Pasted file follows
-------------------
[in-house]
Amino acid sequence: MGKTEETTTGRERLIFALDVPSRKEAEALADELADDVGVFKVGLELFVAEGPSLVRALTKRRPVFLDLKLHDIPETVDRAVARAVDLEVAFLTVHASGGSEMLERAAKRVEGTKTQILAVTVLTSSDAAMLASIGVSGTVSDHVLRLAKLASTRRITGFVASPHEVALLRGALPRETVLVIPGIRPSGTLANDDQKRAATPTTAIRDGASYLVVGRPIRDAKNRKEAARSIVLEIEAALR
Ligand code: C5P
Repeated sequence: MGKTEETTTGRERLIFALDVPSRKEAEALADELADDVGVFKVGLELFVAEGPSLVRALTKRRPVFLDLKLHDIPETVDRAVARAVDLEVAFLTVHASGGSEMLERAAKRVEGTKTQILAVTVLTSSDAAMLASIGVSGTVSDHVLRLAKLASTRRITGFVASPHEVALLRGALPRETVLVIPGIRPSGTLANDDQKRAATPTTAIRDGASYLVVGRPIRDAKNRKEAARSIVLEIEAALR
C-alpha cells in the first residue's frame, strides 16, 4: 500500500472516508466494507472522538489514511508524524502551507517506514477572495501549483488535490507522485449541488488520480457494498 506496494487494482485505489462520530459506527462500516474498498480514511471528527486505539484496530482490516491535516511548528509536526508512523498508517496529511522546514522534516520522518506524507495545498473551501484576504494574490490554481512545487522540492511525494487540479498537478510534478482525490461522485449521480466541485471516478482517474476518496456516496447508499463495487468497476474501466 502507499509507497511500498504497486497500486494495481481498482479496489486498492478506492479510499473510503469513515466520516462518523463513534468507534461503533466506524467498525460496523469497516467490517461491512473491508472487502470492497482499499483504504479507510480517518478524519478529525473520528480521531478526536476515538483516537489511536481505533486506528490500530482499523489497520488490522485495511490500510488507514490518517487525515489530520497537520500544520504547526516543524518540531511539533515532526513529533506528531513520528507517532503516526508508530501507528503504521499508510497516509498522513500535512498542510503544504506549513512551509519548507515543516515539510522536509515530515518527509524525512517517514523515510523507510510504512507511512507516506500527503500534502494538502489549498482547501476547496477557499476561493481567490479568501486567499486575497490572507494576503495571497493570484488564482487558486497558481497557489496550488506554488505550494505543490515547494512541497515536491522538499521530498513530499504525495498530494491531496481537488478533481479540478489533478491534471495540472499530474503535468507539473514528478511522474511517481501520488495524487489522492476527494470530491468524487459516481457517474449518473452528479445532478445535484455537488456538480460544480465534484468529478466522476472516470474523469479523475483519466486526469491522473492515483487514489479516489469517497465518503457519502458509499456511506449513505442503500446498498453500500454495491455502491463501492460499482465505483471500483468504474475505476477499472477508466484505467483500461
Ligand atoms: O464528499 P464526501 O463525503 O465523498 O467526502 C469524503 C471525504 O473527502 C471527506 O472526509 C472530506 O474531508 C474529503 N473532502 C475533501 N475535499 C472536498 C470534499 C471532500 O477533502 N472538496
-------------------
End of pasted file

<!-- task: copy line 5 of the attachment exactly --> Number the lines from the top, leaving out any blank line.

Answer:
C-alpha cells in the first residue's frame, strides 16, 4: 500500500472516508466494507472522538489514511508524524502551507517506514477572495501549483488535490507522485449541488488520480457494498 506496494487494482485505489462520530459506527462500516474498498480514511471528527486505539484496530482490516491535516511548528509536526508512523498508517496529511522546514522534516520522518506524507495545498473551501484576504494574490490554481512545487522540492511525494487540479498537478510534478482525490461522485449521480466541485471516478482517474476518496456516496447508499463495487468497476474501466 502507499509507497511500498504497486497500486494495481481498482479496489486498492478506492479510499473510503469513515466520516462518523463513534468507534461503533466506524467498525460496523469497516467490517461491512473491508472487502470492497482499499483504504479507510480517518478524519478529525473520528480521531478526536476515538483516537489511536481505533486506528490500530482499523489497520488490522485495511490500510488507514490518517487525515489530520497537520500544520504547526516543524518540531511539533515532526513529533506528531513520528507517532503516526508508530501507528503504521499508510497516509498522513500535512498542510503544504506549513512551509519548507515543516515539510522536509515530515518527509524525512517517514523515510523507510510504512507511512507516506500527503500534502494538502489549498482547501476547496477557499476561493481567490479568501486567499486575497490572507494576503495571497493570484488564482487558486497558481497557489496550488506554488505550494505543490515547494512541497515536491522538499521530498513530499504525495498530494491531496481537488478533481479540478489533478491534471495540472499530474503535468507539473514528478511522474511517481501520488495524487489522492476527494470530491468524487459516481457517474449518473452528479445532478445535484455537488456538480460544480465534484468529478466522476472516470474523469479523475483519466486526469491522473492515483487514489479516489469517497465518503457519502458509499456511506449513505442503500446498498453500500454495491455502491463501492460499482465505483471500483468504474475505476477499472477508466484505467483500461